Depending on the genre, a well-made movie can have you howling with laughter, thrilled by the on-screen action, or feeling cleansed after a cathartic cry. But while those are all enjoyable enough, every now and again you run into a film that affects you on a deeper level by helping to teach you some inevitable facet of life itself.
We recently made a trip to the theater to watch Mad Max: Fury Road, and since then every time we look up at the night sky, we’ve been reminded of the certainty that one day we’ll all be living in a dystopian wasteland. In preparation, we’ve already started stockpiling water and canned goods, and now we’ll be able to tour the wastelands in style with our customized Mad Max-style Yamaha three-wheeled motorcycle.
The latest film in the Mad Max franchise just opened in Japan, under the extra-macho-sounding title Mad Max: Ikari no Desu Rodo, or Mad Max: Death Road of Fury. So far, the movie has been a crowd-pleaser, and we imagine more than a few people have walked out of the theater with a plan to buy the movie on Blu-ray when it becomes available.
Our Japanese-language reporter Go Hattori had a different plan, though. Having accepted Fury Road’s vision of the future as the unavoidable shape of things to come, Go realized that his current mode of vehicular transport might not be tough enough for the Fury Road.
Seeing how popular motorcycles are among roving packs of post-apocalyptic bandits, Go knew he needed a bike. But instead of a plain old two-wheeled version, he decided on Yamaha’s three-wheeled Tricity 125.
But that’s just the project’s base canvas, and Go’s final vision for his customized Mad Max Tricity 125 was very different.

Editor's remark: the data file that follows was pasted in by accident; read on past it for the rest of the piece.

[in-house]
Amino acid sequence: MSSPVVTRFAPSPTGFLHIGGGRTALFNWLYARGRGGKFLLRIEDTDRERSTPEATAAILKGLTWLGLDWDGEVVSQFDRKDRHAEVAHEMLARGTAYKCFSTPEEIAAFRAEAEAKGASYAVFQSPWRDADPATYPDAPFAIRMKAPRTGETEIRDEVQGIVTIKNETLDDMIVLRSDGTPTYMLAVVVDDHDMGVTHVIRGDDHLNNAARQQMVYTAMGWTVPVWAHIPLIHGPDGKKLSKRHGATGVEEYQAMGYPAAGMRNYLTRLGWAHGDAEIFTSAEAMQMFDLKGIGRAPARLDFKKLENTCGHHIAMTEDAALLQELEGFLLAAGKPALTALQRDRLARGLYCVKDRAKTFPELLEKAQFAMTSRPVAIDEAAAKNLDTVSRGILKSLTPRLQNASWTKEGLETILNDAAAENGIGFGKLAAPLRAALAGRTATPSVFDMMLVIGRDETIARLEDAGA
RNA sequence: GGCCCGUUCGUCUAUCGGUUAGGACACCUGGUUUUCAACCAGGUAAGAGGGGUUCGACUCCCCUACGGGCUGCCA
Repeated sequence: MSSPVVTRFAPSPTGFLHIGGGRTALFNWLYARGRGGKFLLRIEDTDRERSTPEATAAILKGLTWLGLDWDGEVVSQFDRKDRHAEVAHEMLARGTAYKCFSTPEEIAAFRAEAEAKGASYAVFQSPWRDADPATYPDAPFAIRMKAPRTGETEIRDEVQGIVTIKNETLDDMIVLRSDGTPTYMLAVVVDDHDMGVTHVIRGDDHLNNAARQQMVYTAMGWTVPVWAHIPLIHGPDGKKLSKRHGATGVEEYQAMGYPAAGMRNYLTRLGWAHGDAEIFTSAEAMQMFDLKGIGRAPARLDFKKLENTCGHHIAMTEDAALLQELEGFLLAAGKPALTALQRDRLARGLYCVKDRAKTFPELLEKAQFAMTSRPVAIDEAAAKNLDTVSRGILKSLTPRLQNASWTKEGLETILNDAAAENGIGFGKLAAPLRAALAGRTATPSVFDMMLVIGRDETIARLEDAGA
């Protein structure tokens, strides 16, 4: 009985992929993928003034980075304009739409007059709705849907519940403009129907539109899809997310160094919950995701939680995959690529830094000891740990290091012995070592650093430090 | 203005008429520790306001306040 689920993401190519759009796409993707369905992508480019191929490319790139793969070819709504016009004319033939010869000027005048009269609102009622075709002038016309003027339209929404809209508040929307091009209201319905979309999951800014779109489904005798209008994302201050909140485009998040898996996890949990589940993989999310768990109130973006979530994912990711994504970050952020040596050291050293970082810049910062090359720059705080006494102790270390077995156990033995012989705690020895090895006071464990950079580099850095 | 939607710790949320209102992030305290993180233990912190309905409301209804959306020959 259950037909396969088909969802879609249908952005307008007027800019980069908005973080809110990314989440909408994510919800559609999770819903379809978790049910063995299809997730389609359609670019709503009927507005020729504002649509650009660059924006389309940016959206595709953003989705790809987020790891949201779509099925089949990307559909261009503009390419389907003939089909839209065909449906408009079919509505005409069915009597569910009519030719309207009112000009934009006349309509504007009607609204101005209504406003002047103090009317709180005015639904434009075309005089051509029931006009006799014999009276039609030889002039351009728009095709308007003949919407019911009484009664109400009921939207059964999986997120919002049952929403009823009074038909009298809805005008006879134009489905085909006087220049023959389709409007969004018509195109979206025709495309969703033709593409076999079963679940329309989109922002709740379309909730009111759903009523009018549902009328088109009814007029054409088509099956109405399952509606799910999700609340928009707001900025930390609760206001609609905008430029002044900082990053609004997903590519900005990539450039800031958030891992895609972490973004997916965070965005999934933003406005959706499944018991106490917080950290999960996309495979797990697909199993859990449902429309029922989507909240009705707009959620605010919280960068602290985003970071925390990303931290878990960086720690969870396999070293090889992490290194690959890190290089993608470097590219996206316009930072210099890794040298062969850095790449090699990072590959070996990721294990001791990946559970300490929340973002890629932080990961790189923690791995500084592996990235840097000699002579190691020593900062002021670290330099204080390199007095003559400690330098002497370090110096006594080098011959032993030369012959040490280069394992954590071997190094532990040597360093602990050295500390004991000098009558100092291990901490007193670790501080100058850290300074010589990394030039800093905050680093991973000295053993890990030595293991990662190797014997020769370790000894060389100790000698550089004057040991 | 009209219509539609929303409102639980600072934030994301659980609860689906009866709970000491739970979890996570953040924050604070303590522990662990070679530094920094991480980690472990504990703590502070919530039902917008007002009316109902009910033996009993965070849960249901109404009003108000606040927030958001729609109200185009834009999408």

Go (who’s now insisting that we call him Mad Hattori) left the 125-cc engine alone, figuring its small displacement means better gas mileage, which would be a plus in a world where violent factions are fighting over scarce resources. He had a long list of external modifications to make, though, and for help turned to tuning shop Togashi Engineering and movie vehicle specialist Akihisa Suzuki.
First, we repainted the bike in a flat color we call Mad Black.
Next, we added a fine layer of dust, so it wouldn’t look out of place blasting across the desert.
Aiming at your opponent’s wheels is a common tactic in vehicle-to-vehicle combat, so we added a set of covers to the Tricity.
Since the rider’s hands are another weak spot, we installed a set of bars to protect Go’s knuckles.
After society as we know it crumbles, we figure it’ll be hard to get your hands on glass cleaner, so we removed the windshield and instead installed this metal grille.
We also drilled out a couple of excess body panel portions, to keep weight down and help in making speedy escapes.
▼ Finally, we stenciled RocketNews24 across the bike, to let people know who they’re messing with if they try to take Go on.
Of course, it’s important to wear the proper gear when riding a motorcycle, so now that his ride was ready, it was time for Go to get some new duds.
▼ If you don’t have time to grow a proper mohawk, consider adding one to your helmet instead.
▼ Go explains the Tricity’s leaning multi-wheel cornering system.
After testing out the Mad Max Tricity in the wilds of Gunma Prefecture, Go rode back to Tokyo. We initially were panning to take a photo of him in front of a pile of human skulls, but since we couldn’t find any, settled for a pile of trash instead.
Out on the street, we also ran into fellow RocketNews24 reporter Meg.
But look at how she’s dressed! Didn’t she get the memo about the impending collapse of society? Seriously, she’s so woefully unprepared for the Fury Road that, frankly, she looks a little silly.
Images, video ©RocketNews24